psychological insights in this week’s Torah portion (from Kane Street Synagogue’s weekly flyer)

Posted on September 5, 2008


The Torah Portion this week gives Mitzvot governing the social administration of Israel. Its opening verse enjoins: “Shoftim (judges) v’Shotrim (and officers) shall you appoint for yourself in all of your cities.” According to Rashi, “judges decide the law, and officers are those who govern the people after the command of the judges, who even strike…with rods and lashes, until one accepts the decisions of the judge”.

Chasidic interpreters note that while the commandment appears to be a communal one, the word l’Cha “for yourself” is singular. We need judges and officers not just for the public, but within each individual.

The S’fas Emas, Rabbi Yehuda Aryeh Leib Alter, at the end of the 19th Century, identified the judges as our “Chochma V’da’as” wisdom and knowledge. Sometimes these make judgments and we follow them. This occurs when we enjoy Yishuv Ha’adas, more or less “a settled mind”, a calm, reflective state. Often however, our intelligence cannot get our whole personality to follow through. Proper judgment is followed by improper behavior. Rationalizations and self-interest speak more loudly than our intelligence.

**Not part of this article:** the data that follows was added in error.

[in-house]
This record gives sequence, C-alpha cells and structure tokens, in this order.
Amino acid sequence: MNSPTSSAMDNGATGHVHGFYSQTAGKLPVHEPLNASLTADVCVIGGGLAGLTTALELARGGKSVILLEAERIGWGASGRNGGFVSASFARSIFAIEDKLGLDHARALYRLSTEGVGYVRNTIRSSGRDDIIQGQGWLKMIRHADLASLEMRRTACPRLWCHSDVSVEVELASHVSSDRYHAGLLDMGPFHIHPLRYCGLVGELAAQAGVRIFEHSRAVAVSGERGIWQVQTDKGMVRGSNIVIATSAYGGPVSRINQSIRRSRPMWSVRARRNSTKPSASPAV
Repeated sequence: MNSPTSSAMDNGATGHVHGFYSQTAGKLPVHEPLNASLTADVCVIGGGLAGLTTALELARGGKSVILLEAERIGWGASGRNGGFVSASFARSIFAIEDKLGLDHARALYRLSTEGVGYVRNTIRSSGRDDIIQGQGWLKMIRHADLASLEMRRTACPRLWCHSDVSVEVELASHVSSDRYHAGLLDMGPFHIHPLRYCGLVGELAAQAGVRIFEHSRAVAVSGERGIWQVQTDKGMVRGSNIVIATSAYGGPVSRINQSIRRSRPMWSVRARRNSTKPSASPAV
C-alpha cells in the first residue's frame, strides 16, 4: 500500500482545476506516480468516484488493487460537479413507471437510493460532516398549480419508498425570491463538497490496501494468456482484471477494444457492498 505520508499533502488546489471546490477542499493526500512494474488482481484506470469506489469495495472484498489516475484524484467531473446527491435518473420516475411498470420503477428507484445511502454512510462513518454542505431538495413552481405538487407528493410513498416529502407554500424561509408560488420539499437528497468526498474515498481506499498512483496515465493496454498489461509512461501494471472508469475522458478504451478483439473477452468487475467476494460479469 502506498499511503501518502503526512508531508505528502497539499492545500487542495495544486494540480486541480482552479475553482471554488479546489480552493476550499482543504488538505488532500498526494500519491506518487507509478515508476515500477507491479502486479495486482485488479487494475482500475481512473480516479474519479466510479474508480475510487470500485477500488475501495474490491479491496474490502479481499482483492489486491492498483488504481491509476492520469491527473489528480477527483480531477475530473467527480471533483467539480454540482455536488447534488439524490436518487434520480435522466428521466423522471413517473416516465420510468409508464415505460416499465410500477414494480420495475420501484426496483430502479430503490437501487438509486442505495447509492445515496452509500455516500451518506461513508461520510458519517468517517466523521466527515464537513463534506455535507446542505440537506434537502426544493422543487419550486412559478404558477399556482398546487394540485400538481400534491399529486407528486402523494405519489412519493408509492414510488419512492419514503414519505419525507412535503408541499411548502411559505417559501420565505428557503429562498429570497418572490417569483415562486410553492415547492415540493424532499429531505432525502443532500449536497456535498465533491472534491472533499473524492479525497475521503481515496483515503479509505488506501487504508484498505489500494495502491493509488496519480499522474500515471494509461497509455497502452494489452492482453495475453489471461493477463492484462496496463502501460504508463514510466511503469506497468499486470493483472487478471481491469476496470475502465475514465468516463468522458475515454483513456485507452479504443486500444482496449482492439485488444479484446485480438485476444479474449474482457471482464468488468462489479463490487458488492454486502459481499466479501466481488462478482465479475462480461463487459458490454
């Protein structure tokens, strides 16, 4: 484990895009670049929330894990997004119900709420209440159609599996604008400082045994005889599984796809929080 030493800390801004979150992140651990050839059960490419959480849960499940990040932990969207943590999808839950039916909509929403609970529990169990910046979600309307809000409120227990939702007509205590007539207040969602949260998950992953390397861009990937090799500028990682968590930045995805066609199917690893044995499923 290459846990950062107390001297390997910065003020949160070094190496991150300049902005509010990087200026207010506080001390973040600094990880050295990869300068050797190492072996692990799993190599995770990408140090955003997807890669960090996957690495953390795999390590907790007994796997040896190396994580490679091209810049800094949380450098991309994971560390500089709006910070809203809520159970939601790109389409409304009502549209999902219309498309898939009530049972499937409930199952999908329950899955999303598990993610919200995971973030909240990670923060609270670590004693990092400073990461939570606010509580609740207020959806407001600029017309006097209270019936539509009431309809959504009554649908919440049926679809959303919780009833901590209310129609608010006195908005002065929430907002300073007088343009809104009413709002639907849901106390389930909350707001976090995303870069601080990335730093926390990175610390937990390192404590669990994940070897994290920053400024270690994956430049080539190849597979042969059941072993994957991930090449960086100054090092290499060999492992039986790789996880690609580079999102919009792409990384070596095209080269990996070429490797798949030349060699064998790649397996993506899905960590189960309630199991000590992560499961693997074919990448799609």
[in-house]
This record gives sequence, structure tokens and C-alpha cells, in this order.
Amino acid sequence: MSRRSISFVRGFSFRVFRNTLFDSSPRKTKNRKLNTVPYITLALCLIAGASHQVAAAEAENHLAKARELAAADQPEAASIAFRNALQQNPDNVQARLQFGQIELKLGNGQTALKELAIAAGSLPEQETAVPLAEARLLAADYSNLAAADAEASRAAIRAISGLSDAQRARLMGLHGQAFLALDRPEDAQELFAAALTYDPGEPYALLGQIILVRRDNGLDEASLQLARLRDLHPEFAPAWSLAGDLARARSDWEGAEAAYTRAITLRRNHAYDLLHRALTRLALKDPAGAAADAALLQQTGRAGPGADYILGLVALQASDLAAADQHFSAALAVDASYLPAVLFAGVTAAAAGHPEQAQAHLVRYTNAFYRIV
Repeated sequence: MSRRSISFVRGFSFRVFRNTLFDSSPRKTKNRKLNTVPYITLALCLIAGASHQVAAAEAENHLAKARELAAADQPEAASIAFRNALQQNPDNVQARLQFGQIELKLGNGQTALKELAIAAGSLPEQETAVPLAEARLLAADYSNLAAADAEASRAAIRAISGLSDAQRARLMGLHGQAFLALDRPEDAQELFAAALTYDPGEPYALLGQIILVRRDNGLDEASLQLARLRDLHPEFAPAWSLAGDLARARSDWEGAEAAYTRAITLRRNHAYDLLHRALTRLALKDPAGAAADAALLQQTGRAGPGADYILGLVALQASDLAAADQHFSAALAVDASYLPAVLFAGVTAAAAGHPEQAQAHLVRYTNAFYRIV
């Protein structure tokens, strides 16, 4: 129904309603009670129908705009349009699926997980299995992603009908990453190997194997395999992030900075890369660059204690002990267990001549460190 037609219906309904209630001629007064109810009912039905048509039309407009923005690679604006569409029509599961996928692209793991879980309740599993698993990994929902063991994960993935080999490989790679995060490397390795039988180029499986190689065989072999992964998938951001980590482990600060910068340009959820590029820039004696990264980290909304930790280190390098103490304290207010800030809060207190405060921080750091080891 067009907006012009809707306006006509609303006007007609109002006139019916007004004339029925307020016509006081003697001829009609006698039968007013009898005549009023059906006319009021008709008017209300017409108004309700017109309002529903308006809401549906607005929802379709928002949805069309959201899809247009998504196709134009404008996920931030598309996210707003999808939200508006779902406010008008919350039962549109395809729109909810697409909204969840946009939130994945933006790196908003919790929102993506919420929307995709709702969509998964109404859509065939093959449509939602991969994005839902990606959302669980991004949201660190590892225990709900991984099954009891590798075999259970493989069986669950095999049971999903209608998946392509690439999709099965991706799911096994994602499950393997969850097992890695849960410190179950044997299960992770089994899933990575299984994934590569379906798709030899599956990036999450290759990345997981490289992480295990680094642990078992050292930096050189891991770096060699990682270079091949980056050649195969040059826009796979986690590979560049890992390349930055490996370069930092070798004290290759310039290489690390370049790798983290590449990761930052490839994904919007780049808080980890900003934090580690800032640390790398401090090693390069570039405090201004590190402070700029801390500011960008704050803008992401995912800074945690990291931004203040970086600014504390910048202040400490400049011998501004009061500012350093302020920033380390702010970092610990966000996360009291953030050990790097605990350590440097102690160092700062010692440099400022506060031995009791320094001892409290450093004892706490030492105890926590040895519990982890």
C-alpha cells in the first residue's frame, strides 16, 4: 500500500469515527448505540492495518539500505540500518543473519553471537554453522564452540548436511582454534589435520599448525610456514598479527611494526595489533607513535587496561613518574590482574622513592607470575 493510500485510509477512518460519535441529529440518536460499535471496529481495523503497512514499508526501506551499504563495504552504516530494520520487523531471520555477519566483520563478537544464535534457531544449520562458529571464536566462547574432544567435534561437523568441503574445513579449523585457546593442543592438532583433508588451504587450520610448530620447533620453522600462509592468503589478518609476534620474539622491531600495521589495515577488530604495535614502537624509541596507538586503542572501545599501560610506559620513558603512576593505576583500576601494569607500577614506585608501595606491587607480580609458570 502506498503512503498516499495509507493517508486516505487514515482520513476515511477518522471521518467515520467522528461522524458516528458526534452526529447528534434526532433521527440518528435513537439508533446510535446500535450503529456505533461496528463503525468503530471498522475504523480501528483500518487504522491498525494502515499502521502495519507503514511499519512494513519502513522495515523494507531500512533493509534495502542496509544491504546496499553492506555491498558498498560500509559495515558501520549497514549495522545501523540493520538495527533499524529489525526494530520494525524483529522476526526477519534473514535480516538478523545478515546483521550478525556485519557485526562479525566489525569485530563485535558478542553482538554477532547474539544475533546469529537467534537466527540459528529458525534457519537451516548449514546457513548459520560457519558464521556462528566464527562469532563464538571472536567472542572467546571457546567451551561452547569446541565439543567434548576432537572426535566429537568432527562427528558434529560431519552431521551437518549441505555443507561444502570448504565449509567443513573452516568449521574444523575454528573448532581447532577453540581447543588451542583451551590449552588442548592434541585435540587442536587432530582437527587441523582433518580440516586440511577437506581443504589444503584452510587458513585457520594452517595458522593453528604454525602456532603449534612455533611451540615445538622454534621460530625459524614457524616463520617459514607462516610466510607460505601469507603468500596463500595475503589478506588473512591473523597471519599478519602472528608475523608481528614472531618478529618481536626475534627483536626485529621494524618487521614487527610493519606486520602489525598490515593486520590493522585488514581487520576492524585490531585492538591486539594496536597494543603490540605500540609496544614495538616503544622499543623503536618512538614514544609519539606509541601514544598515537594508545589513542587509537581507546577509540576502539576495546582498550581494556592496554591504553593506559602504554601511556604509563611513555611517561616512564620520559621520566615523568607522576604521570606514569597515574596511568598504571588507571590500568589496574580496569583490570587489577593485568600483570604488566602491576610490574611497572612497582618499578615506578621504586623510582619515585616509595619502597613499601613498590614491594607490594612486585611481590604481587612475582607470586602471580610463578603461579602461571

This week we began Elul, the month of introspection before Rosh Hashana. Who can act as our Shotrim, our officers, persuading us into proper behavior when the judge is ignored? In the words of Yehoshua Ben Prach’ya in the Ethics of the Fathers (1:6), “Make for yourself a teacher and acquire for yourself trusted, fellow students, and give other people the benefit of the doubt” When you’re feeling defiant and self-righteous (e.g. scared), let your teachers, trusted friends, even well-intentioned, casual observers, in a little. They are free from our self interest, and may start to steer us back to our better selves.

–Rabbi Sam Weintraub

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